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NCAA Football

Michigan’s David Brandon Sees Another Round of Expansion

Conference expansion has once again dominated the offseason headlines in college football the past several months.  Things have cooled off just a bit these last few days, however, as conferences and schools wait to find out exactly what playoff format will soon be adopted.

Until more facts are known on that front (possibly by late June), any worthwhile news regarding conference realignment figures to be at a minimum over the next several weeks.

Where all this is headed is anyone’s guess, but it sounds like if  Michigan athletic director Dave Brandon had a guess, we haven’t seen the last of teams looking for new homes.

 

Now it’s left up to anyone’s interpretation as to what “another round” is, but it’s clear the final months leading of the 2012 season could be filled with another game of musical chairs as teams look to cash in on big TV deals while finding a landing spot that gives their schools a reasonable chance at being part of the new four team playoff.

The hottest rumors the past several weeks has been that the Big 12 will add at least two new teams – possibly Florida State and Clemson – which if that happens, will leave the ACC scrambling meaning more dominoes are likely to fall as a result.

And if his thought that we will see more 16-team conferences comes to fruition, anything and everything is on the table.  Those four-16 team conferences – lets’ assume the Big Ten, Big 12, Pac-12 and SEC are the survivors – means there’s room for those conferences to add 16 new members in total.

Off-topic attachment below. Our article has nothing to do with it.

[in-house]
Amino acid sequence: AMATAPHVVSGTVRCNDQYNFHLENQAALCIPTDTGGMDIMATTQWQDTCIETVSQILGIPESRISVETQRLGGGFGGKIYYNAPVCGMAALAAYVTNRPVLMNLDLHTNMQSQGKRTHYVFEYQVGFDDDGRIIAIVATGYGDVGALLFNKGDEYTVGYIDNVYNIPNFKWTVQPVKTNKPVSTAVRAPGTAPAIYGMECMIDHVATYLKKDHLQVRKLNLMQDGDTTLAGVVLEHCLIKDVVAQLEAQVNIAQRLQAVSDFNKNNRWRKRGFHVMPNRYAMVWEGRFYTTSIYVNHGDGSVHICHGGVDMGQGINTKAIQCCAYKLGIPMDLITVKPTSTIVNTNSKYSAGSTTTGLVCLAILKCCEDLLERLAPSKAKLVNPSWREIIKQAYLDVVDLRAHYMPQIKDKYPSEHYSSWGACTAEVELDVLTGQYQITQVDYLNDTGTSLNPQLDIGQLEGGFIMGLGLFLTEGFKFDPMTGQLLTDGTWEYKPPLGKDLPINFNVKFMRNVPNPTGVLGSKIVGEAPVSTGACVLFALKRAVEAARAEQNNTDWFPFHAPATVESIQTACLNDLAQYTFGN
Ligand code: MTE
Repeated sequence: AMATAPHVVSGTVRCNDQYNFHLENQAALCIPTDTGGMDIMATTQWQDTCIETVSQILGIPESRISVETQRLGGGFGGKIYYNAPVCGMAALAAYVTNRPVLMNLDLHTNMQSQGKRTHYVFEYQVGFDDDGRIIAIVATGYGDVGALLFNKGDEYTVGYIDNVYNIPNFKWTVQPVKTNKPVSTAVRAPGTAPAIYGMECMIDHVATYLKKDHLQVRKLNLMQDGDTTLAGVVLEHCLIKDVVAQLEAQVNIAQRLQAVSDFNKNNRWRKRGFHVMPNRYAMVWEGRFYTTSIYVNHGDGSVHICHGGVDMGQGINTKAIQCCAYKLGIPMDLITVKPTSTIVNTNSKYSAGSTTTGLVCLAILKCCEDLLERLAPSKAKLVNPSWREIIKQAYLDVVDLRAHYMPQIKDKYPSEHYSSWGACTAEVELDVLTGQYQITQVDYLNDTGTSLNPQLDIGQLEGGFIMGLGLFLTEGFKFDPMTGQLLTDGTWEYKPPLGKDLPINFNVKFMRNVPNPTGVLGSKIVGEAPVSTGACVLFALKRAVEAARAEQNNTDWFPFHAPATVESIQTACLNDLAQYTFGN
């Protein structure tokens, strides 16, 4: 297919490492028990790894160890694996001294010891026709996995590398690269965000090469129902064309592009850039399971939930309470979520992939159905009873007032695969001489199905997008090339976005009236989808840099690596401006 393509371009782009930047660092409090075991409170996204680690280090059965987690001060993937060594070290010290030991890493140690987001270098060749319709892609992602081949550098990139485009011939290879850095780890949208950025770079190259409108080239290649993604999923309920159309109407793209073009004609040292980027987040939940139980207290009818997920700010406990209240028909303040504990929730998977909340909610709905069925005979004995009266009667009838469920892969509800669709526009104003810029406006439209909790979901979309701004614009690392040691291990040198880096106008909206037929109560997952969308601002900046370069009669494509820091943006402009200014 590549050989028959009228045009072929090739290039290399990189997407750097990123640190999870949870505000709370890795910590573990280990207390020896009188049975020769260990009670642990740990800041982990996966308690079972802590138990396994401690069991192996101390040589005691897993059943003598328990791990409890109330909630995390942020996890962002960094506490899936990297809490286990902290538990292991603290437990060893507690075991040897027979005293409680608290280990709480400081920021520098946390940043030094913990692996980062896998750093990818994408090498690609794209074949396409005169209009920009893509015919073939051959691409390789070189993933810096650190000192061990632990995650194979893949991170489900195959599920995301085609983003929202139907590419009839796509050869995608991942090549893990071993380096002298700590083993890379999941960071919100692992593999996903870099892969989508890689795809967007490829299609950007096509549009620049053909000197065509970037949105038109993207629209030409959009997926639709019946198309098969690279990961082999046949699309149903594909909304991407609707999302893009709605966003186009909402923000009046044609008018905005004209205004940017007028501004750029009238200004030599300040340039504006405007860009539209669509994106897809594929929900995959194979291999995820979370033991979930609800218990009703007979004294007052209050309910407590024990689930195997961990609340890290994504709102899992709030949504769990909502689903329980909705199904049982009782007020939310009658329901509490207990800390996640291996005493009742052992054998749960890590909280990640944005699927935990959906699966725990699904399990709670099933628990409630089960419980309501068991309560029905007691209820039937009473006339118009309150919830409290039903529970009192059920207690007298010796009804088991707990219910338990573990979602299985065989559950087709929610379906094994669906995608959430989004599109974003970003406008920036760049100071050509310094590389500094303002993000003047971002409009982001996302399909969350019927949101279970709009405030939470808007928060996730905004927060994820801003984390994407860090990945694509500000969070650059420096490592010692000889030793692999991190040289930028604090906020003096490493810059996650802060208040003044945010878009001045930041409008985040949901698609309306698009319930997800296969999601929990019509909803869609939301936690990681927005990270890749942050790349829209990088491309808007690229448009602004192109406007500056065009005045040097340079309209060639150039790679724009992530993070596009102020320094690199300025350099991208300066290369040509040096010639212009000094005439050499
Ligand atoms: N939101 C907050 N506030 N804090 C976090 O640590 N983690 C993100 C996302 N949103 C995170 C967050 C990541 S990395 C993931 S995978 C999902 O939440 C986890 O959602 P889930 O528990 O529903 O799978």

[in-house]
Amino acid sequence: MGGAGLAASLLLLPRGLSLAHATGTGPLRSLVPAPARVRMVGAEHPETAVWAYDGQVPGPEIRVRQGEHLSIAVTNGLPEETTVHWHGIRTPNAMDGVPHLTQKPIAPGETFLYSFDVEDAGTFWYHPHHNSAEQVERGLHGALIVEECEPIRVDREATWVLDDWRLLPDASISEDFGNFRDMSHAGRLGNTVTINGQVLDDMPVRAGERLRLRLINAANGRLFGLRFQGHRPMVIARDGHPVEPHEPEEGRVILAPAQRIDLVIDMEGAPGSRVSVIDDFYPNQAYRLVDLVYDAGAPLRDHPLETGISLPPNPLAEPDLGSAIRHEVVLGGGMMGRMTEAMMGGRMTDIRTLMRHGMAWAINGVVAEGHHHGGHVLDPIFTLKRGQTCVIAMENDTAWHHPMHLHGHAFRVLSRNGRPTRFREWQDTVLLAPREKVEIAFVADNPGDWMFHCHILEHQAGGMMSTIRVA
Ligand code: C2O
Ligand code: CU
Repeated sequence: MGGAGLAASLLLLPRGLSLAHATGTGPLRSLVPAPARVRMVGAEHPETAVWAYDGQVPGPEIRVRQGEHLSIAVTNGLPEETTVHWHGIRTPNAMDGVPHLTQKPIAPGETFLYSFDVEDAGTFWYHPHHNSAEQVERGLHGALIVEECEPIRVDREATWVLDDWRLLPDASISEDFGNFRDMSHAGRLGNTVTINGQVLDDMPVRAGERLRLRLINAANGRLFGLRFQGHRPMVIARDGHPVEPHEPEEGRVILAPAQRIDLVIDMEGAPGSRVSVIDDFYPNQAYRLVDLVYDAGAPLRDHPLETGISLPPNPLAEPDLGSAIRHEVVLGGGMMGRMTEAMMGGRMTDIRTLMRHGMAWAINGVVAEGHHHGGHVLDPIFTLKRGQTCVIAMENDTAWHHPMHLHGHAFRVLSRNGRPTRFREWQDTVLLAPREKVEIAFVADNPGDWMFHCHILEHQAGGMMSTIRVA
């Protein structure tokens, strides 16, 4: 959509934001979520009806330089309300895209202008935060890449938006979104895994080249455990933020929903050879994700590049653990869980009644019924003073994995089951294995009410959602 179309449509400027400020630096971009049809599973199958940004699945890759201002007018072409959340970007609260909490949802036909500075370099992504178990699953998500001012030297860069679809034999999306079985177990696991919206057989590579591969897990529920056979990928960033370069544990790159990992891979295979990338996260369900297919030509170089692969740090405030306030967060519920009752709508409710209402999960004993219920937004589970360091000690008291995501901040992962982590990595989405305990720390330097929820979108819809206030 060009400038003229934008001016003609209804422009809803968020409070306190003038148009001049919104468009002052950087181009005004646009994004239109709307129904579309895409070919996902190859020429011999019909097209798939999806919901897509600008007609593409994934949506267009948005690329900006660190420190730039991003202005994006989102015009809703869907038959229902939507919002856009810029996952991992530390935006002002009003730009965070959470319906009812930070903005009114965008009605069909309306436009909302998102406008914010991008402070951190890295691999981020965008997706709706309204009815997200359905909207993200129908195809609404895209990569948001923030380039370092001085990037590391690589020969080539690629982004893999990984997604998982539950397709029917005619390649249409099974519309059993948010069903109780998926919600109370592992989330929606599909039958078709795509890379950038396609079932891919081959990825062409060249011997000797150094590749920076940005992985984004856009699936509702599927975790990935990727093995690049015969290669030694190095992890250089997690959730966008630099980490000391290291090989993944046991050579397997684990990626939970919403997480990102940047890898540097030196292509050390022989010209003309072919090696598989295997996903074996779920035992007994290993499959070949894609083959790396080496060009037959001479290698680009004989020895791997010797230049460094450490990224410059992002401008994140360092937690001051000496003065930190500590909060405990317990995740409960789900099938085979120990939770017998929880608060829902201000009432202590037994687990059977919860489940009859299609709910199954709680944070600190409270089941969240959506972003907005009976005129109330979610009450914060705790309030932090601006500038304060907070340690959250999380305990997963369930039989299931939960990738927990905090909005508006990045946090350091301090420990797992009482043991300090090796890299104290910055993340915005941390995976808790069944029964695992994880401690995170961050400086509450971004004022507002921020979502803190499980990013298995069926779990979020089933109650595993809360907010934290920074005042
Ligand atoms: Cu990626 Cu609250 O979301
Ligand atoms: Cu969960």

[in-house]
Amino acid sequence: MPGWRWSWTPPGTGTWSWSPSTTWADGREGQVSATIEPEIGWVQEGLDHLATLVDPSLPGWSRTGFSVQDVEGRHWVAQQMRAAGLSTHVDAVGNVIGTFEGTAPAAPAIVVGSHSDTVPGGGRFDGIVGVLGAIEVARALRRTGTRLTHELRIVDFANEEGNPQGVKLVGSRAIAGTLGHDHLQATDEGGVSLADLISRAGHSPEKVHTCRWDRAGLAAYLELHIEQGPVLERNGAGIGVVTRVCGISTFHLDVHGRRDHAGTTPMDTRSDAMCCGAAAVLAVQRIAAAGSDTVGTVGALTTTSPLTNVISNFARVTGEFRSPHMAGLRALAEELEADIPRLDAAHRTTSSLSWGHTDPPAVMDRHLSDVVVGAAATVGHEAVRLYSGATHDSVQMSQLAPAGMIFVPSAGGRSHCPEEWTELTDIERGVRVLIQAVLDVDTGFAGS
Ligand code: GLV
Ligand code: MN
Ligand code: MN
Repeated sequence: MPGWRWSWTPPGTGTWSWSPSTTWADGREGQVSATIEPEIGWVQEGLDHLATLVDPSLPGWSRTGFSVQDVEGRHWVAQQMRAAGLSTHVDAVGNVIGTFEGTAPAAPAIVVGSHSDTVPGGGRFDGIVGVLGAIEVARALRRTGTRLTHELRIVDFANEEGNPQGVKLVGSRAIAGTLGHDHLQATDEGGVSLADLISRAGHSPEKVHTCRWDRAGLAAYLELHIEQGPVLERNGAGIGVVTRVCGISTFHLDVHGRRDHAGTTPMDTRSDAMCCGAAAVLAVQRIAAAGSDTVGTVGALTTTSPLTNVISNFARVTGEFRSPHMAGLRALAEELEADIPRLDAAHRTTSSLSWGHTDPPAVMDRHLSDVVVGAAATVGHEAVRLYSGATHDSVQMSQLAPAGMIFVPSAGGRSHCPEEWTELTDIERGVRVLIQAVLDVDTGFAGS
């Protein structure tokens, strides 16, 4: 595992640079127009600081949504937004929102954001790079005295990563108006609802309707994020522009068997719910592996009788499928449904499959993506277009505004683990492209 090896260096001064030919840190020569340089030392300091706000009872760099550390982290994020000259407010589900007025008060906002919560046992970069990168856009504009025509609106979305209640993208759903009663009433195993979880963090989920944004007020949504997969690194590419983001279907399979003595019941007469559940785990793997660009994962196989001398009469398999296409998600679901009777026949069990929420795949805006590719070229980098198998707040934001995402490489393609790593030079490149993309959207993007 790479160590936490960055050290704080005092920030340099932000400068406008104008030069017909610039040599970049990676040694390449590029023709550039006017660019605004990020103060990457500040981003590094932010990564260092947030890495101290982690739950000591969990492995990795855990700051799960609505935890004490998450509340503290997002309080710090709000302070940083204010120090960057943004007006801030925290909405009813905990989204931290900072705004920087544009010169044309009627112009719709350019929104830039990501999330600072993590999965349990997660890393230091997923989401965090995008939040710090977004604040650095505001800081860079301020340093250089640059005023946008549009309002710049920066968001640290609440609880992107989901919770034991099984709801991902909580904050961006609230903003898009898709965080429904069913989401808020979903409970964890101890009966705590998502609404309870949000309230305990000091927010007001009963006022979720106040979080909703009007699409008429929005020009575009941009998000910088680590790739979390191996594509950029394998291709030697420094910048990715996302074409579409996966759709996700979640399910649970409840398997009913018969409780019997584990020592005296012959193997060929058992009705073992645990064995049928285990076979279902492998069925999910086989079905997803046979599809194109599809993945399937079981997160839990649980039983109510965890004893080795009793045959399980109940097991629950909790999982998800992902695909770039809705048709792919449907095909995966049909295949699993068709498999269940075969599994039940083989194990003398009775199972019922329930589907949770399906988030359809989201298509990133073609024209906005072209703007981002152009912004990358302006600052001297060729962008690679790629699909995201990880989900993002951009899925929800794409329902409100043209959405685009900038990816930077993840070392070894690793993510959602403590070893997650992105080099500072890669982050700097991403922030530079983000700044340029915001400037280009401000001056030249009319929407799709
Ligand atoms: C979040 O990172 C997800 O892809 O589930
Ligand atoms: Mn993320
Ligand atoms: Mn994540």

The ACC would likely evaporate into thin air sending their 14 members into one of the other four super-conferences leaving two spots left for Notre Dame and one other lucky school.

Of course I’m getting way ahead of myself here by reading too much into one person’s opinion, but if the last two years have taught us anything, it’s that nothing is out of the question.

It also goes without saying that just because one conference goes to 16 teams, it doesn’t mean everyone else is automatically going to fall in line and do the same.  Maybe the SEC ends up with 16 teams and the Big Ten and Pac-12 stand pat right where they’re at.

Or maybe not.

Whatever happens – not that this is some sort of earth shattering prediction – here’s guessing the college football world as we know it today will look drastically different five years from now.  Heck, it already does on some fronts.

Who would have thought two years ago we would have Legends and Leaders divisions and Michigan would be fighting Nebraska for the right to go the Big Ten title game?  Or that Texas A&M would break off their marriage with Texas and the Big 12 and head to the SEC?

Whether it’s good or bad or whether you agree with it or not, it’s happening.  And as one prominent AD has already said, it’s doubtful we’ve seen the end of it.